Tribute to the tank
If all goes according to plan there should be a new landmark in Lincoln next year, a memorial to the city’s engineering heritage sited on the Tritton Road roundabout.
The traffic island is located close to the site of the old William Foster and Co works which was the birthplace of the world’s first military tank. The Lincoln Tank Memorial will be a 2D scale model of the Mark I tank which rolled off the production line on Firth Road in mid-1916. Thirty-two of the machines were engaged on the battlefield for the first time on 15th September of that year at the Battle of the Somme.
The tank (its name, an abbreviation of ‘water tank’, production line workers adopted from the purposely misleading description of prototypes as ‘water carriers for Mesopotania’) was a desperately sought answer to the entrenched warfare of World War One. Commissioned by Winston Churchill, then First Lord of the Admiralty and head of the Admiralty Landships Committee, the tank was designed to overcome the dominance of machine gun fire, the moonscape terrain, mud and maze of open trenches. The Mark I tank still needed infantry support and was far from the more agile, manoeuvrable and heavily armoured models built by World War Two but its debut in the theatre of war undoubtedly broke the stalemate of the Anglo-German conflict, brought the war to a swifter end and ceased the terrible loss of life.
The design of the Mark I was a collaboration between what had historically been an agricultural machinery company, William Foster and Co – led by its tenacious and experienced managing director Sir William Tritton – Walter Wilson, a freelance engineer who had been developing armoured cars, and William Rigby, Foster’s gifted draughtsman who produced fast and accurate plans for the machine. The tank made in 1916 harnessed all their years of experience and engineering knowledge garnered from earlier attempted models such as the Tritton Trench Crosser, The Number 1 Lincoln Machine and its immediate forerunner, ‘Little Willie’.
Tritton, Rigby and Wilson’s contribution will be acknowledged, along with that of the local, male and female, production line workers, by silhouetted figures of the era alongside the tank.
An original World War I Mark IV tank can still be seen at the Museum of Lincolnshire Life on Burton Road, Lincoln and the idea for a memorial to one of the city’s greatest engineering achievements has been around for several years, but the impending centenary of the start of WWI has proved the spur to have it in place during 2014.
Joe Cooke (chairman) and his wife, Julie (secretary) along with other members of the Lincolnshire Tank Memorial Committee have been commissioning designs, fund raising, applying for planning permission and enlisting local support.
“Mike Credland produced the original design for the memorial,” explained Joe, “which will be made from a weathering material called Corten steel. This should age to an attractive patina which is easy to maintain. The surrounding figures will be painted black in contrast with the whole design standing on a stone base.”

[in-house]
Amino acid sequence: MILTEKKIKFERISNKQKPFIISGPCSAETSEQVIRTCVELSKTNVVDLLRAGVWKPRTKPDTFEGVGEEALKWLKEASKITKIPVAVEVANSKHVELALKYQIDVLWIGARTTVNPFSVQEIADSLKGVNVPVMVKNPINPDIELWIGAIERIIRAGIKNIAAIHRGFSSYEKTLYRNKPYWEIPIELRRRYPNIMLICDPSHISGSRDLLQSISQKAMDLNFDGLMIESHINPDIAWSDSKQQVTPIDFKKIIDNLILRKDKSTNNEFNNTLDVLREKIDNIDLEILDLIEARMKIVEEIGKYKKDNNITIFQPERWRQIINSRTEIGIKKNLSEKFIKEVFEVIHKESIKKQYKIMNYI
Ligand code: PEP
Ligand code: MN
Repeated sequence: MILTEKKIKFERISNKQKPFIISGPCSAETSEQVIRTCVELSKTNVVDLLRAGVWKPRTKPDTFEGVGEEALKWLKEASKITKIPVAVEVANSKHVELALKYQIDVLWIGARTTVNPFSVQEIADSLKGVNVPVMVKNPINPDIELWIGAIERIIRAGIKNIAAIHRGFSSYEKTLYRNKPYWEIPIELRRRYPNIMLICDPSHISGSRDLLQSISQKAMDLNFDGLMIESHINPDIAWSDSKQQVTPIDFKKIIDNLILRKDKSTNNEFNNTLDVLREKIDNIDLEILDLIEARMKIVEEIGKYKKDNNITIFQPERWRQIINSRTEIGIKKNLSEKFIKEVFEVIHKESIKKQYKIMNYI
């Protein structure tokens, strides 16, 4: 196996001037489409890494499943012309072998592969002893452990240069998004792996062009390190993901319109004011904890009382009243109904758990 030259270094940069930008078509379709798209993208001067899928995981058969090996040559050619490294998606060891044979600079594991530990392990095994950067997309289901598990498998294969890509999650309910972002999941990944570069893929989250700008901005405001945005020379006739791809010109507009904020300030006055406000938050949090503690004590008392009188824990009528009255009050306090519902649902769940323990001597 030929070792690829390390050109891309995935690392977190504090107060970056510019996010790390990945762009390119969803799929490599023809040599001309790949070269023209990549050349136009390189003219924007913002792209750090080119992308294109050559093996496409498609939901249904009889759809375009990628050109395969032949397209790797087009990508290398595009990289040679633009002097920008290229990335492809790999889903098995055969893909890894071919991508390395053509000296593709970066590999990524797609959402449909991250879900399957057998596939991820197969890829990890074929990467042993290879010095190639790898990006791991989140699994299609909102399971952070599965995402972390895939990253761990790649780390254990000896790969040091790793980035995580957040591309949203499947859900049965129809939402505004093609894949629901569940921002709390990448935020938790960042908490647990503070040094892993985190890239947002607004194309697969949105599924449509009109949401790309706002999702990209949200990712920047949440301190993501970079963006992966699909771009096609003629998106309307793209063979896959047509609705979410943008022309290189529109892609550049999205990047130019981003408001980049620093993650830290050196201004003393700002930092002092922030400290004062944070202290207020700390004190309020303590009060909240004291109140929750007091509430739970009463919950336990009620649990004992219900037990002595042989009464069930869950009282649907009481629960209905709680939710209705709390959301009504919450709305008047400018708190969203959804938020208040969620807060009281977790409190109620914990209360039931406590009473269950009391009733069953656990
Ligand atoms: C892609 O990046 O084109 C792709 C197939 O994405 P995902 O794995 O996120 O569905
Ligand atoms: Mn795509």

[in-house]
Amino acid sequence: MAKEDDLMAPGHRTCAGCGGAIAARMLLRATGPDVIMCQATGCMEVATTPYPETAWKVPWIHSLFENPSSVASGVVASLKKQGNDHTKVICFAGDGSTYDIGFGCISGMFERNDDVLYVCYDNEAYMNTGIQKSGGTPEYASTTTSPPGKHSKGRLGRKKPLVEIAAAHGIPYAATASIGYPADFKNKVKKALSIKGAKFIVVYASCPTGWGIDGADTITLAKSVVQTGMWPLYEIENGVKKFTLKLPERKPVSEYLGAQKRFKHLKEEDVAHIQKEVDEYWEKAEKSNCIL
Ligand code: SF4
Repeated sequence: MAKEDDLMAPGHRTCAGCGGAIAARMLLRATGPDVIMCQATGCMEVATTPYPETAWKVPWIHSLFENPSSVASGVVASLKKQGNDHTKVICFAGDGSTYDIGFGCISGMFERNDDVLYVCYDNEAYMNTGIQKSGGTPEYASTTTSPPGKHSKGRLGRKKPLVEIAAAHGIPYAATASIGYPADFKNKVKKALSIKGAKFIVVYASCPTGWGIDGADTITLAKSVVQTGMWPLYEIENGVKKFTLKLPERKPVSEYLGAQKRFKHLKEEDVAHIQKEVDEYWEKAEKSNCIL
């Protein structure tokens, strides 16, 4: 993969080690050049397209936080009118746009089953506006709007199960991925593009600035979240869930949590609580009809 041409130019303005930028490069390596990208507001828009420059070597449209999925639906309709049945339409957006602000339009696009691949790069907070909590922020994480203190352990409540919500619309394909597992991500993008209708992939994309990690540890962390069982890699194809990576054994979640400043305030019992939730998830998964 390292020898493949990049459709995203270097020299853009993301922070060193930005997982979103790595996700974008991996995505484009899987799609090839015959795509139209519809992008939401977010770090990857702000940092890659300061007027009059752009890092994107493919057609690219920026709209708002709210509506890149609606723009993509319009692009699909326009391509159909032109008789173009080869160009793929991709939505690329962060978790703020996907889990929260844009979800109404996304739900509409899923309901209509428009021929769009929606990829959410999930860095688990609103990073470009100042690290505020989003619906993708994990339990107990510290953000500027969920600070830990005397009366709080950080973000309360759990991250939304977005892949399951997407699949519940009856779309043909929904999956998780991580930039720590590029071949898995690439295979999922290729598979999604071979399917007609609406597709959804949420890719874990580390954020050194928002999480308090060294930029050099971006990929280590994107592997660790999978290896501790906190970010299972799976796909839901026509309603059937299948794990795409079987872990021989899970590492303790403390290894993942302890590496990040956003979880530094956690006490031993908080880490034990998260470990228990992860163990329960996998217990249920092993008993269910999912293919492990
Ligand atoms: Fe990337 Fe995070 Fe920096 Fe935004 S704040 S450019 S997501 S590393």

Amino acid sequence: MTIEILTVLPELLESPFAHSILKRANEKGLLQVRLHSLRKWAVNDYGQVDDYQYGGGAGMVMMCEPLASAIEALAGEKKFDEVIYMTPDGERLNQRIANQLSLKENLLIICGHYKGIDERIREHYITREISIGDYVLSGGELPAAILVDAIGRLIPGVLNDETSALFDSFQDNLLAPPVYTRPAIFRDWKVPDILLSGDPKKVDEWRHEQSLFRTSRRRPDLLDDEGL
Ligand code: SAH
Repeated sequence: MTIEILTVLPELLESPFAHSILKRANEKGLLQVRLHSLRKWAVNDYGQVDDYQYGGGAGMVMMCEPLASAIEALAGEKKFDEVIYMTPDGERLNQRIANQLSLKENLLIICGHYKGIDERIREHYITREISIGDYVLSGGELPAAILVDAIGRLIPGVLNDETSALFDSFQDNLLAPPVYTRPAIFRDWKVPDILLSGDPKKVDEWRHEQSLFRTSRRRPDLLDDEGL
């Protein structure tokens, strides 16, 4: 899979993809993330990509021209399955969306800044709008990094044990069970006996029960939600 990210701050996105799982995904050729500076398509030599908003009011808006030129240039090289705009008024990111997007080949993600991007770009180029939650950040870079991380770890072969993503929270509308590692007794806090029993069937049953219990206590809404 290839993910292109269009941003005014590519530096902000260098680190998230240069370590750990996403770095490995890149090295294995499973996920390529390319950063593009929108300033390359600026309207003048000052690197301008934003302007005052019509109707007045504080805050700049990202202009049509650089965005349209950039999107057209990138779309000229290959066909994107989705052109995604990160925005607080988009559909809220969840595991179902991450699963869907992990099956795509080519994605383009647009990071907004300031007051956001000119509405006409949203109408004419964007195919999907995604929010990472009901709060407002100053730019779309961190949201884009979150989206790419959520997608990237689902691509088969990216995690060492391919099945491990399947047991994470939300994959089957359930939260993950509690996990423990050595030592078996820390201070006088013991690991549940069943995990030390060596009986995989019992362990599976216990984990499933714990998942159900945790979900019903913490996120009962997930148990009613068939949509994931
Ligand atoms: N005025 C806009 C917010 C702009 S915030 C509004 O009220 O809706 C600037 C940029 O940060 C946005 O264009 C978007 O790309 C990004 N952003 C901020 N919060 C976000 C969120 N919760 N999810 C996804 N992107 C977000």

There has been plenty of support from local councillors but specialist planning support has been given by Globe Consultants of Lincoln. Estimates expect the project to cost £30,000 and although there have been enough donations to commence the project the committee would be delighted to hear from other local engineering, construction, landscaping or fabrication firms who might be able to help.
The appeal has also uncovered stories from families whose relatives worked at William Foster and Co and the appeals website features some of their stories. Pennells Garden Centre and Nurseries have already pledged their support, as Sir William Tritton was the great uncle of the current owner. Other supporters are Lindum Group, Running Imp, James Dawson’s, the Showman’s Guild, the City of Lincoln Shrievality amongst other organisations and private individuals who have donated. A large donation has recently been made by international gaming company World of Tanks.
“We have this pedigree of engineering in our city, which may not be as abundant as during and just after the WWII,” continued Joe, “but many companies owe their skills and expertise to this heritage and engineering is giving us a bright future too. I hope that the memorial will be a tribute to that industry.”
The Lincoln Tank Memorial Committee website can be found at www.lincolntankmemorial.co.uk
THE BEECHEY BOYS
Many Lincolnshire families suffered the loss of husbands, sons, brothers and fathers during the 1914-1918 war but for one county mother it meant the loss of five of her eight sons.
Amy Beechey was the widow of Reverend Prince William Thomas Beechey, who had been Rector of Friesthorpe with Snarford until his death from cancer, after which the family moved to Lincoln.
Amy had fourteen children but by 1918 only three of her sons had survived the conflict. Presented to King George V in 1918, she was honoured for her great sacrifice but Amy is said to have responded to Queen Mary: “It was no sacrifice, Ma’am. I did not give them willingly.”
Amy Beechey died in 1936 and is buried in Lincoln’s Newport Cemetery. More information about the Beechey Boys can be found at: www.thelincolnshireregiment.org
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